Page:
Last week I attended and spoke at the Word of Mouth Marketing Summit hosted by WOMMA in Las Vegas (get the presentations here). The conference this year had great energy. Keynotes by Richard Tait of Cranium and Jeff Bell of Microsoft Xbox were inspirational. And it was much more executional-focused than previous years’, perhaps because of the focus on social technologies / online.
Many conversations — which I get very interested in — were around the cultural aspects of word of mouth. What does it take to succeed years beyond ‘the launch’? One night, in the Rio hotel room, I watched a documentary on Ray “Boom Boom” Mancini (boxer), a champion boxer. He said, “It is very hard to get to the top, but it is even harder to stay there.”
I would assert that the hype of ‘being on top’ or the ‘coolest new thing’ for a person, topic or company usually lasts no more than 2 years. Toys is the best example. Think of Cabbage Patch Dolls, Pet Rock, Tickle Me Elmo…the hype for these lasted less than two years.
It is the rare entity that can sustain greatness. But it happens for companies like USAA and Costco who keep a watchful eye on customer satisfaction. Or for entertainers, like Madonna, who sustain their visibility and music through reinvention every two to three years. Or books like Blink and Good to Great stay on the best sellers list because of their timeless wisdom and application.
The ingredients to sustain greatness in a company are a secret recipe in high demand. That’s why Jim Collin’s books, Good to Great and Built to Last, are so successful and still on the best seller list. Many of the principles to sustain greatness are in there: get the right people, in the right seats, have a leader with humility, grow management from the inside, build a vision, have a cult-like culture, and so on.
The most important of these, in my opinion, is culture. And here are ten elements of a culture that I think can sustain greatness.
- Continuuous improvement – Do you have rigor in your measurement, analysis, desire to improve? Does your company improve the way it serves customers? It’s products? Its people? This is the most important factor because it is a restlessness, if not a paranoia, that you (your company and you) are never good enough. Change is embraced for the sake of improvement. Products are reinvented. New products are added, without losing focus on core competency.
- Focus – Is everyone in the company aligned and executing on the same priorities? Are you sticking to your company’s core competencies, as you grow and build new products and services? Is there a core DNA running through everything you do? Does the management team know what to say no to? This is the #1 killer of growing companies. In fact, there’s a great book on this, aptly titles, Focus (by Al Ries).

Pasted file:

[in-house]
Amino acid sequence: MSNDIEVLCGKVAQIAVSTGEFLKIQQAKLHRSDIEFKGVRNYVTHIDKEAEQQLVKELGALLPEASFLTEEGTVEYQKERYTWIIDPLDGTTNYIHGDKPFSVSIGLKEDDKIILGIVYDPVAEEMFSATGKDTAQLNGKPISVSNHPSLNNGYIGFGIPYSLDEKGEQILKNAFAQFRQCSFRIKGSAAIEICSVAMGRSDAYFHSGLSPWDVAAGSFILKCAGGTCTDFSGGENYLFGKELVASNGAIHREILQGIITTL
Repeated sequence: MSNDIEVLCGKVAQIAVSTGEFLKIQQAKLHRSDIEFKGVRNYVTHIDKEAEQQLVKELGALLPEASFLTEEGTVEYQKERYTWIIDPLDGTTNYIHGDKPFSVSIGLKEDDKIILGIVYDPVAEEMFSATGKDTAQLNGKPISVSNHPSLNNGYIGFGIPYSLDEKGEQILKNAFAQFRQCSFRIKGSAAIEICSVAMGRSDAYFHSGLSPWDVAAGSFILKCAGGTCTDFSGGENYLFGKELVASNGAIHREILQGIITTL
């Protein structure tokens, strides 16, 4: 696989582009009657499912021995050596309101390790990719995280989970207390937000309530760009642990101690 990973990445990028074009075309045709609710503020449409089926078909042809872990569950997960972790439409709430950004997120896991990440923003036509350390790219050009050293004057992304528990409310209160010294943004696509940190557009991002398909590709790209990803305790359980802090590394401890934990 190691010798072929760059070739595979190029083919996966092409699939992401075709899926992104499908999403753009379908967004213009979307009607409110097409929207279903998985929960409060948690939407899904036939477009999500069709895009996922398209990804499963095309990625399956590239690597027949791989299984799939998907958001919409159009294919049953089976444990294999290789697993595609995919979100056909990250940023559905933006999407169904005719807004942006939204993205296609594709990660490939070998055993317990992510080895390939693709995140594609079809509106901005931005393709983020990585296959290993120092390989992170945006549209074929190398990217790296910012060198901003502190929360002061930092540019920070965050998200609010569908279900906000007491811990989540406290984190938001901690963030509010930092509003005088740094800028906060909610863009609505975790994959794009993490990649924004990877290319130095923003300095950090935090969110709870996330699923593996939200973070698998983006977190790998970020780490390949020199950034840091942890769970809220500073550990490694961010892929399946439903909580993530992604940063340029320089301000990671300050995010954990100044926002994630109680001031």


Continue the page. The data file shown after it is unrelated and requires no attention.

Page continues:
- Quality – Remember Ford’s campaign, “Quality is Job #1”. Great idea, but probably better suited for Toyota. That is a company who was built and has achieved growth primarily due to quality. When there is a problem, senior executives go to the production floor for hours to understand the problem. When they built the Toyota Sienna minivan, the product manager spent a summer driving around America in minivans. These examples demonstrate the cultural imperative at Toyota of creating the highest quality products – both in reliability and in meeting customer needs.
- Open and Direct – how can you continually improve if feedback is not welcome and cherished? Executives need to set the tone here that information and feedback is open.
- Accountability – there is a systems of checks and balances between colleagues and executives that people accomplish what they say they are going to accomplish. Or rather, they exceed their goals.
- Measurement – Everyone in the company has to appreciate collecting and analyzing data in order to improve. As it is said, you can manage what you can’t measure.
- Fun – Why do people want to come to work? Why do people want to work for your company? In order to have positive word of mouth in and about your company people have to enjoy the journey.
- Recognition – In addition to fun, good people come to work to achieve something. They like to be recognized for their accomplishments. Have a system to do so. Be conscious about it.
- Disciplined Hiring – In a growth company it’s tempting to fill seats. Big mistake. A company is nothing more than processes, policies and people…and the first two are created by the people. So, as tedious and challenging as a rigorous hiring process is, stick with it. Hire for passion, competence, and curiousity. I give about 10% credence to resumes. Use interviews, tests and references to pass someone.
- Humility – this may go hand-in-hand with Continuous improvement. I remember my surprise when I heard a President of (unnamed) company answer a question that didn’t’ respect the competition, only the founding fathers of our nation. A couple years later their competition passed them in market share, and that President was relieved of their position. Everyone in the company should embrace that they can learn something from anyone. Otherwise you are about two years away from learning that lesson.